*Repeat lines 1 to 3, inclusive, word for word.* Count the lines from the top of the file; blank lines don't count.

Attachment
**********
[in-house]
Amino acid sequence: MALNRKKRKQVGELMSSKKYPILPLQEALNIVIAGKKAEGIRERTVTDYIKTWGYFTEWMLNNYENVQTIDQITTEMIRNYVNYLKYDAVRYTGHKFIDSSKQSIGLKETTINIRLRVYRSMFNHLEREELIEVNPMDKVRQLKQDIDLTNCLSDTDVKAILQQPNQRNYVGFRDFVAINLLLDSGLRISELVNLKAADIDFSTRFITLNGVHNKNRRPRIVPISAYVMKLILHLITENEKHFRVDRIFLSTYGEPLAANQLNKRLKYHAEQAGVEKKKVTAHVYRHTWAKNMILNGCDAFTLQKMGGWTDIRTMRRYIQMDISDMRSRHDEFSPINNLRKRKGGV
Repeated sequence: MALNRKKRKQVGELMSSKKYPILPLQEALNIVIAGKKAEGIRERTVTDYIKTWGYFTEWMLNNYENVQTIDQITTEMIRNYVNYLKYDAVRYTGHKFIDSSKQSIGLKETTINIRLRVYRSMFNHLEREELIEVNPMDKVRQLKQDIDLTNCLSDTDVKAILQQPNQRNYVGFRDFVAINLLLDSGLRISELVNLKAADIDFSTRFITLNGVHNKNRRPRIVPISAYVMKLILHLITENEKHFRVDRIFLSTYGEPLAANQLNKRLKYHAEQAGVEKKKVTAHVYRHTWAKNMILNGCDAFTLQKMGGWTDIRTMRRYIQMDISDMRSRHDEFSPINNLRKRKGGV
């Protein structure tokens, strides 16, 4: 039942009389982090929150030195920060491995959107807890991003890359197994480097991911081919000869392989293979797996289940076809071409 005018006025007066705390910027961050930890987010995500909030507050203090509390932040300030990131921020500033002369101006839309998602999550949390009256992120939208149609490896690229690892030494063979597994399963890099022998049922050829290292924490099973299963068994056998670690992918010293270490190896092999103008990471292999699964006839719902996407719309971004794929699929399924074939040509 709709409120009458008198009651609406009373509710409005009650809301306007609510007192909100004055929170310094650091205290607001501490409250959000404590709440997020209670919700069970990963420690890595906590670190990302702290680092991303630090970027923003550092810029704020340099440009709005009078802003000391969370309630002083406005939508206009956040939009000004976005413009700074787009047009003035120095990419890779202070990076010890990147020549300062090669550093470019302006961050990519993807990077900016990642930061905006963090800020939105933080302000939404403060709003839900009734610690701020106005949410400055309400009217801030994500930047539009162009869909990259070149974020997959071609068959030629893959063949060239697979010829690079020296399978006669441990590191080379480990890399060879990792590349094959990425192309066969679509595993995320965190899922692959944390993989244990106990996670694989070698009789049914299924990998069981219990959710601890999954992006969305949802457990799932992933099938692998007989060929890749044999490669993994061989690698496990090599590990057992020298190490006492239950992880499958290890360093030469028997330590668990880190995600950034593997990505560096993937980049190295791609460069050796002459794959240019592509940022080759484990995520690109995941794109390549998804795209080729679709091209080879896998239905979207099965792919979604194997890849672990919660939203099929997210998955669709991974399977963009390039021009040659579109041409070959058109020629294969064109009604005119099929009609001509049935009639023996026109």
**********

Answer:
[in-house]
Amino acid sequence: MALNRKKRKQVGELMSSKKYPILPLQEALNIVIAGKKAEGIRERTVTDYIKTWGYFTEWMLNNYENVQTIDQITTEMIRNYVNYLKYDAVRYTGHKFIDSSKQSIGLKETTINIRLRVYRSMFNHLEREELIEVNPMDKVRQLKQDIDLTNCLSDTDVKAILQQPNQRNYVGFRDFVAINLLLDSGLRISELVNLKAADIDFSTRFITLNGVHNKNRRPRIVPISAYVMKLILHLITENEKHFRVDRIFLSTYGEPLAANQLNKRLKYHAEQAGVEKKKVTAHVYRHTWAKNMILNGCDAFTLQKMGGWTDIRTMRRYIQMDISDMRSRHDEFSPINNLRKRKGGV
Repeated sequence: MALNRKKRKQVGELMSSKKYPILPLQEALNIVIAGKKAEGIRERTVTDYIKTWGYFTEWMLNNYENVQTIDQITTEMIRNYVNYLKYDAVRYTGHKFIDSSKQSIGLKETTINIRLRVYRSMFNHLEREELIEVNPMDKVRQLKQDIDLTNCLSDTDVKAILQQPNQRNYVGFRDFVAINLLLDSGLRISELVNLKAADIDFSTRFITLNGVHNKNRRPRIVPISAYVMKLILHLITENEKHFRVDRIFLSTYGEPLAANQLNKRLKYHAEQAGVEKKKVTAHVYRHTWAKNMILNGCDAFTLQKMGGWTDIRTMRRYIQMDISDMRSRHDEFSPINNLRKRKGGV